February 19, 2017
Should We Kiss Our Ash Goodbye?
Emerald Ash trees have long been admired for the stunning beauty and glorious shade they add to the landscape. There are many varieties in the United States, but the White, Green and Black Ash trees are most often found in Pennsylvania. In fact, the Green Ash is widely planted in backyards and as a street tree in many of our local cities and towns as they are easy to grow and maintain.
Ash is a hardwood that is tough and very strong but flexible. Because of these characteristics, it is used extensively for making baseball bats, bows, tool handles. The White Ash is generally used in interior design and furniture making and the Black Ash for musical instruments such as solid body guitars. Ash wood makes excellent firewood and is also used for barbecue or smoking wood.
Sounds like a spectacular tree? Indeed it is. The only issue is that the Emerald Ash Borer (EAB) favors Ash trees as well. The Emerald Ash Borer is a beetle that is native to Asia and most likely came to the United States on pallets or wood used to stabilize heavy cargo in the late 1990s. This highly destructive pest was first discovered in Michigan in 2002 and has since been identified in Maryland, West Virginia, Indiana, Illinois, Ohio and in 2012, Warrington, Pennsylvania. Emerald Ash Borer larvae feed in the outer sapwood of ash trees and can rapidly cut through stems and branches. Trees often die within 1–3 years following the initial infestation.
To view more about the Emerald Ash Borer, here is a stunning 10-minute video from Heritage Lawn & Landscape Care in York County, PA:
What do they look like?
Adult beetles are emerald green and approximately ½ inch long. Larvae are cream colored, segmented flat worms that can reach 1 inch in length.
When are they visible?
Emerald Ash Borer overwinters as larvae in branches and stems of ash trees. They complete development in early spring. In May, June and early July, adults emerge and feed on ash foliage and mate. The adults mate and the females lay up to 90 eggs in the bark crevices in stems and branches.
How do I know if my trees are affected?
Look for missing bark due to woodpecker activity and other birds searching for larvae. Check areas where bark has been removed for “S” shaped feeding galleries that wind through the trunk. These galleries are created by larvae. Also search for “D” shaped holes on the bark. This is where adult Emerald Ash Borers exit the trunk of the tree. Eventually crown thinning and branch die back are visible which leads to tree mortality.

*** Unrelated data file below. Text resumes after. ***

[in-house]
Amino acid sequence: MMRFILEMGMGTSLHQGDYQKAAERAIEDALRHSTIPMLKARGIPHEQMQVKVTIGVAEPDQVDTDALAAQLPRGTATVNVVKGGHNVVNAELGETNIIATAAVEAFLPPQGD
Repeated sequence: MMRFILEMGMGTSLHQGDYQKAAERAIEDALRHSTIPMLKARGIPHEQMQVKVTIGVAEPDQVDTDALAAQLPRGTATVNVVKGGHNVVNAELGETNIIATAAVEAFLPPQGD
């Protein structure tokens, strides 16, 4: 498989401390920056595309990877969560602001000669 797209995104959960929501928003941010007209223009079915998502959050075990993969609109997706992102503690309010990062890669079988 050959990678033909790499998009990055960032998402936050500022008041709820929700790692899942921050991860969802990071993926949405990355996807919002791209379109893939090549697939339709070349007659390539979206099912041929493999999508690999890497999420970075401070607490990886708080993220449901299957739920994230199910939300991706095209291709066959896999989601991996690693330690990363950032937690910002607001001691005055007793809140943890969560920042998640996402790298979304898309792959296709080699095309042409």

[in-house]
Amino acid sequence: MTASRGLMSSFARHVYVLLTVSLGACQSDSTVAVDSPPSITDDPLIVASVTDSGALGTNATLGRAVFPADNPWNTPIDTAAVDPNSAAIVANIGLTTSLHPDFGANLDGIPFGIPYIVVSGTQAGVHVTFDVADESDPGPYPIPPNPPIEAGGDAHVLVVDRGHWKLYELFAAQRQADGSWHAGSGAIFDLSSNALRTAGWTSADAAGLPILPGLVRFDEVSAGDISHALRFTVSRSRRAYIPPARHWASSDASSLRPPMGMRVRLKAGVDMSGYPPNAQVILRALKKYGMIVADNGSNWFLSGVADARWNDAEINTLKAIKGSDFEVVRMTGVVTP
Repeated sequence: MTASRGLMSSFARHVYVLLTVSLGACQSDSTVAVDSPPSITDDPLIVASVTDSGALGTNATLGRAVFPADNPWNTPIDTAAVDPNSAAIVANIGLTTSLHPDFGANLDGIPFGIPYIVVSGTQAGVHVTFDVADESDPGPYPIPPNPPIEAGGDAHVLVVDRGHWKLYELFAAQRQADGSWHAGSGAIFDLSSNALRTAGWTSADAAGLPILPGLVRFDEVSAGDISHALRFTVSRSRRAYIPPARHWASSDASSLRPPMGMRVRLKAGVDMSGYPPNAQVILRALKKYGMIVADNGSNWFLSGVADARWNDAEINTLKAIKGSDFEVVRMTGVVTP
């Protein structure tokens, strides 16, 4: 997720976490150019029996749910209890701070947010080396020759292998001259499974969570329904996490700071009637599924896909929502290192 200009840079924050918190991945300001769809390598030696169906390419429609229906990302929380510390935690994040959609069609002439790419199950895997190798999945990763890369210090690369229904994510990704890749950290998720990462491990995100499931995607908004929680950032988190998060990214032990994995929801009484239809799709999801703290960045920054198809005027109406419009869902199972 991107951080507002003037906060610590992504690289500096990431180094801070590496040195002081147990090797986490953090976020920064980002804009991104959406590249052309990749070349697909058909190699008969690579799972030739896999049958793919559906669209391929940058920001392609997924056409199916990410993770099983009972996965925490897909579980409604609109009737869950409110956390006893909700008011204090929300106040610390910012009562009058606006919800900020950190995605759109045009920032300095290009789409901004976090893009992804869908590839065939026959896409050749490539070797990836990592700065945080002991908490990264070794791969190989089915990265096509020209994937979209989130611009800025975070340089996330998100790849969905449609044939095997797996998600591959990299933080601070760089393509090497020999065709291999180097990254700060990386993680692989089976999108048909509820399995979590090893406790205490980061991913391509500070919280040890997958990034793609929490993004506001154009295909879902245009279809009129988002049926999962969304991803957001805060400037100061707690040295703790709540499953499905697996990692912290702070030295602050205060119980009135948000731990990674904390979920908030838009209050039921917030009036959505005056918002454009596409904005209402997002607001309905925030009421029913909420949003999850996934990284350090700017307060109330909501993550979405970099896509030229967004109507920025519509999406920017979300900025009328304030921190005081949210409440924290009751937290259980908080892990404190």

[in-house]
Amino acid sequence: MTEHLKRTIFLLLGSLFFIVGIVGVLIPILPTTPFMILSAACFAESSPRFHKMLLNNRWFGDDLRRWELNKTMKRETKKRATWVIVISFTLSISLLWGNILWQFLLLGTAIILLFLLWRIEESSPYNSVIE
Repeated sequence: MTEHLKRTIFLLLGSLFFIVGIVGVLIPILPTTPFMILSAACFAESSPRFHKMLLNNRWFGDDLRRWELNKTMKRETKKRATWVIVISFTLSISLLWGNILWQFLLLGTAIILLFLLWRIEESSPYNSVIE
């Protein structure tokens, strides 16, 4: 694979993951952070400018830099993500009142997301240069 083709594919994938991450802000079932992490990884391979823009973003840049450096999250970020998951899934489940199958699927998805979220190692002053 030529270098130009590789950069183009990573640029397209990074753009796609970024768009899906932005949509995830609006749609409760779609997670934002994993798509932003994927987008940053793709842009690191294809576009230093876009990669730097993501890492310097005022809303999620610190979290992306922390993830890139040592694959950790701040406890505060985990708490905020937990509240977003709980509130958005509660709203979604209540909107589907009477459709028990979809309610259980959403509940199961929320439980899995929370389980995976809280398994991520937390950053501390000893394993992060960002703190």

What treatment options are available?
Depending on the severity of the infestation, there are a few options available. For healthy Ash trees or during the early stages of seeing Emerald Ash Borer evidence, apply Bayer Advanced Tree & Shrub Protect & Feed (available at Bucks Country Gardens) around the base of your tree. Best to apply this in May to early June: provides 12-month insect protection. For trees already infested, seek treatment from professional tree experts. They can provide a stronger solution to combat the infestation by either treating the soil and roots or injecting a systemic protection directly into the trunk. Our friends at Bartlett Tree Experts (215.249.1819) and Brooks & Barber (215.345.6969) are available to help… If the Ash trees are experiencing grave die back, then they need to be cut down and removed. The wood becomes brittle and increases the chances of the tree falling.
Are there alternatives to Ash trees for my landscape?
Yes! There are many wonderful deciduous shade trees available at Bucks Country Gardens that can either replace current Ash trees or be planted in place of that you will enjoy for many years to come. Sugar Maple, Ginkgo, Black Gum, Dawn Redwood, Sweet Gum, Silver Linden and more. Our knowledge nurserymen are happy to assist in selecting the right tree for your needs.
It’s only a matter of time before the effect of the Emerald Ash Borer on the general landscape in our region is truly known. Maintaining the health of Ash trees with good cultural practices including pruning, fertilization, proper mulching and irrigation during dry periods will help reduce stress and improve the tolerance of trees to borer attacks.
Adriene Vesci | Graphic Design & Advertising Coordinator
Additional information provided by Bartlett Tree Experts